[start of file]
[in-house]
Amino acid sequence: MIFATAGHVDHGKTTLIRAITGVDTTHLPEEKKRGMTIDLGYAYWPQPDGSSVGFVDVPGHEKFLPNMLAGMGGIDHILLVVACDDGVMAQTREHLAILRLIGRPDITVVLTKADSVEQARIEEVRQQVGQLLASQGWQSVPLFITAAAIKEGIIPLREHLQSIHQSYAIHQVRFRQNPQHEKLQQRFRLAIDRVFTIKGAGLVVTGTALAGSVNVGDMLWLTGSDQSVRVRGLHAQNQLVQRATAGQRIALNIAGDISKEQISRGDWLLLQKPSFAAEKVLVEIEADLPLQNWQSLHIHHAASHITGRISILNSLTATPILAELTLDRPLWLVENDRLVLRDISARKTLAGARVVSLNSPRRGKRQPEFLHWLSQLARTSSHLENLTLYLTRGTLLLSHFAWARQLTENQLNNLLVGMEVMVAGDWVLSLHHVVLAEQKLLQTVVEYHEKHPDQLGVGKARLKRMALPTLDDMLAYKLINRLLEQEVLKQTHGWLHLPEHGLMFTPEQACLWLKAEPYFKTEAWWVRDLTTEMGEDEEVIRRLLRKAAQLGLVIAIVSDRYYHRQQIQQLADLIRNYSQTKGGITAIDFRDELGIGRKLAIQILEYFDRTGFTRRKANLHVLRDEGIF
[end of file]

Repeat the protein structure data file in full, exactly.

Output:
[in-house]
Amino acid sequence: MIFATAGHVDHGKTTLIRAITGVDTTHLPEEKKRGMTIDLGYAYWPQPDGSSVGFVDVPGHEKFLPNMLAGMGGIDHILLVVACDDGVMAQTREHLAILRLIGRPDITVVLTKADSVEQARIEEVRQQVGQLLASQGWQSVPLFITAAAIKEGIIPLREHLQSIHQSYAIHQVRFRQNPQHEKLQQRFRLAIDRVFTIKGAGLVVTGTALAGSVNVGDMLWLTGSDQSVRVRGLHAQNQLVQRATAGQRIALNIAGDISKEQISRGDWLLLQKPSFAAEKVLVEIEADLPLQNWQSLHIHHAASHITGRISILNSLTATPILAELTLDRPLWLVENDRLVLRDISARKTLAGARVVSLNSPRRGKRQPEFLHWLSQLARTSSHLENLTLYLTRGTLLLSHFAWARQLTENQLNNLLVGMEVMVAGDWVLSLHHVVLAEQKLLQTVVEYHEKHPDQLGVGKARLKRMALPTLDDMLAYKLINRLLEQEVLKQTHGWLHLPEHGLMFTPEQACLWLKAEPYFKTEAWWVRDLTTEMGEDEEVIRRLLRKAAQLGLVIAIVSDRYYHRQQIQQLADLIRNYSQTKGGITAIDFRDELGIGRKLAIQILEYFDRTGFTRRKANLHVLRDEGIF